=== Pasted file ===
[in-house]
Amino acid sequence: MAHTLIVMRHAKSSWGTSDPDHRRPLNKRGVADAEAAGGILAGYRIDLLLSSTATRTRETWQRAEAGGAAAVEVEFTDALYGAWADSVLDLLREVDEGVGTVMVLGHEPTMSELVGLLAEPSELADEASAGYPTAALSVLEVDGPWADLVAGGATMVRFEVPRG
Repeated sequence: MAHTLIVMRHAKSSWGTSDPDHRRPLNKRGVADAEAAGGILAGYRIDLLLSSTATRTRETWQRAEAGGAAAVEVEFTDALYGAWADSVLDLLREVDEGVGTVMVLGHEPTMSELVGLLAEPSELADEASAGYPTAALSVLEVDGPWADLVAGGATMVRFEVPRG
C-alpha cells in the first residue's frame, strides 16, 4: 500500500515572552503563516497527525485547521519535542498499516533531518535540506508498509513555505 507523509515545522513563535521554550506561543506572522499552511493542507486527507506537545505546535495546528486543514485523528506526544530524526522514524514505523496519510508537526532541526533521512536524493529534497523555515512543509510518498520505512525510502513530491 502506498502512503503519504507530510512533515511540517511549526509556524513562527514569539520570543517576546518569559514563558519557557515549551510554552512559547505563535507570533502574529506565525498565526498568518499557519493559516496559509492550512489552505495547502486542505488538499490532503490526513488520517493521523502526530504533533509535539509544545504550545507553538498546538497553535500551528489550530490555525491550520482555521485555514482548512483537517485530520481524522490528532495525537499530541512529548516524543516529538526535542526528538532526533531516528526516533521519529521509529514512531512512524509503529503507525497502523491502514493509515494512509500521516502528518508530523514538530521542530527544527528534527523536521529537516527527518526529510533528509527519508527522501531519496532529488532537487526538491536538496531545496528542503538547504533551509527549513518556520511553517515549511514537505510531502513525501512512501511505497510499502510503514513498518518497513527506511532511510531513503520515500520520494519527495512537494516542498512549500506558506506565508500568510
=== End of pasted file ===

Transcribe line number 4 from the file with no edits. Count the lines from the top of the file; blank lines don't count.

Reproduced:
C-alpha cells in the first residue's frame, strides 16, 4: 500500500515572552503563516497527525485547521519535542498499516533531518535540506508498509513555505 507523509515545522513563535521554550506561543506572522499552511493542507486527507506537545505546535495546528486543514485523528506526544530524526522514524514505523496519510508537526532541526533521512536524493529534497523555515512543509510518498520505512525510502513530491 502506498502512503503519504507530510512533515511540517511549526509556524513562527514569539520570543517576546518569559514563558519557557515549551510554552512559547505563535507570533502574529506565525498565526498568518499557519493559516496559509492550512489552505495547502486542505488538499490532503490526513488520517493521523502526530504533533509535539509544545504550545507553538498546538497553535500551528489550530490555525491550520482555521485555514482548512483537517485530520481524522490528532495525537499530541512529548516524543516529538526535542526528538532526533531516528526516533521519529521509529514512531512512524509503529503507525497502523491502514493509515494512509500521516502528518508530523514538530521542530527544527528534527523536521529537516527527518526529510533528509527519508527522501531519496532529488532537487526538491536538496531545496528542503538547504533551509527549513518556520511553517515549511514537505510531502513525501512512501511505497510499502510503514513498518518497513527506511532511510531513503520515500520520494519527495512537494516542498512549500506558506506565508500568510